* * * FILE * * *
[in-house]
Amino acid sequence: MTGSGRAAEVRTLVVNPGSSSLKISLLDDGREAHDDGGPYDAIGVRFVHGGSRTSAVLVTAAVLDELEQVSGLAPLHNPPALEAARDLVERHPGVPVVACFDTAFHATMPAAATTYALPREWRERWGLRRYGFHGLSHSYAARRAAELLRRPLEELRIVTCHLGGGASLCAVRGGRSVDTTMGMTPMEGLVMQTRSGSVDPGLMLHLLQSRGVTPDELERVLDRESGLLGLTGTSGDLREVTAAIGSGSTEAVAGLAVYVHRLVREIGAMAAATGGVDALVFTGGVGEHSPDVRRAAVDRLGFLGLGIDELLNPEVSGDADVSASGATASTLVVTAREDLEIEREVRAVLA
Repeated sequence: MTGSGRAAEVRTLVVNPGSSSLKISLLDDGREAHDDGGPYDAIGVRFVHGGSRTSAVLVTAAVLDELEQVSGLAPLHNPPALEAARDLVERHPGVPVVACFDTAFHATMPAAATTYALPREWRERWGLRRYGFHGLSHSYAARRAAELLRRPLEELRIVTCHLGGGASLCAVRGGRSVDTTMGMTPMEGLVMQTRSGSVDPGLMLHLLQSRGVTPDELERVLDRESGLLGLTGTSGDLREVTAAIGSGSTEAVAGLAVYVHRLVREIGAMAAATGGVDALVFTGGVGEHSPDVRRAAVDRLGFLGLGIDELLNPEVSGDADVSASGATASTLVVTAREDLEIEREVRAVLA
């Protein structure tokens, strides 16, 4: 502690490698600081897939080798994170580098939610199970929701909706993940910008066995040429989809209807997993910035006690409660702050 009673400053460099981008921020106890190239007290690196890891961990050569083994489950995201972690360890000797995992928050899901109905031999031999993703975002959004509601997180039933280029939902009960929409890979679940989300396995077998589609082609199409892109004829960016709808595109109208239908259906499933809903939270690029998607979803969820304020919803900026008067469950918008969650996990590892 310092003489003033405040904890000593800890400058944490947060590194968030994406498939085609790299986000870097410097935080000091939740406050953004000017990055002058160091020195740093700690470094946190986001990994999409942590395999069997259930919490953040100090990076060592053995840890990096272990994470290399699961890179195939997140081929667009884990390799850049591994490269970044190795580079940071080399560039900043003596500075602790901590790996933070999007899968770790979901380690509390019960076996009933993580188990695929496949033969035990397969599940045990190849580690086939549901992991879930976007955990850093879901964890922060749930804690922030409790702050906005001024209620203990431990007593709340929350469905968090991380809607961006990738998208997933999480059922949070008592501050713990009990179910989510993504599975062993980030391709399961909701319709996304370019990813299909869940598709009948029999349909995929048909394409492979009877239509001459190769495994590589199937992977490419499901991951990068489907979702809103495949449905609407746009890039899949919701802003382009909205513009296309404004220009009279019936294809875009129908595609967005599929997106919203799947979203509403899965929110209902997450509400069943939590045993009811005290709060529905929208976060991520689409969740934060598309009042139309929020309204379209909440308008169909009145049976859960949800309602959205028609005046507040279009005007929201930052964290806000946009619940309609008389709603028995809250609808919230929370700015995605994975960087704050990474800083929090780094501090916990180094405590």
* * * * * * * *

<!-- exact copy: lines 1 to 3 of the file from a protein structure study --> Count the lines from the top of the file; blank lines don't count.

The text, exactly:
[in-house]
Amino acid sequence: MTGSGRAAEVRTLVVNPGSSSLKISLLDDGREAHDDGGPYDAIGVRFVHGGSRTSAVLVTAAVLDELEQVSGLAPLHNPPALEAARDLVERHPGVPVVACFDTAFHATMPAAATTYALPREWRERWGLRRYGFHGLSHSYAARRAAELLRRPLEELRIVTCHLGGGASLCAVRGGRSVDTTMGMTPMEGLVMQTRSGSVDPGLMLHLLQSRGVTPDELERVLDRESGLLGLTGTSGDLREVTAAIGSGSTEAVAGLAVYVHRLVREIGAMAAATGGVDALVFTGGVGEHSPDVRRAAVDRLGFLGLGIDELLNPEVSGDADVSASGATASTLVVTAREDLEIEREVRAVLA
Repeated sequence: MTGSGRAAEVRTLVVNPGSSSLKISLLDDGREAHDDGGPYDAIGVRFVHGGSRTSAVLVTAAVLDELEQVSGLAPLHNPPALEAARDLVERHPGVPVVACFDTAFHATMPAAATTYALPREWRERWGLRRYGFHGLSHSYAARRAAELLRRPLEELRIVTCHLGGGASLCAVRGGRSVDTTMGMTPMEGLVMQTRSGSVDPGLMLHLLQSRGVTPDELERVLDRESGLLGLTGTSGDLREVTAAIGSGSTEAVAGLAVYVHRLVREIGAMAAATGGVDALVFTGGVGEHSPDVRRAAVDRLGFLGLGIDELLNPEVSGDADVSASGATASTLVVTAREDLEIEREVRAVLA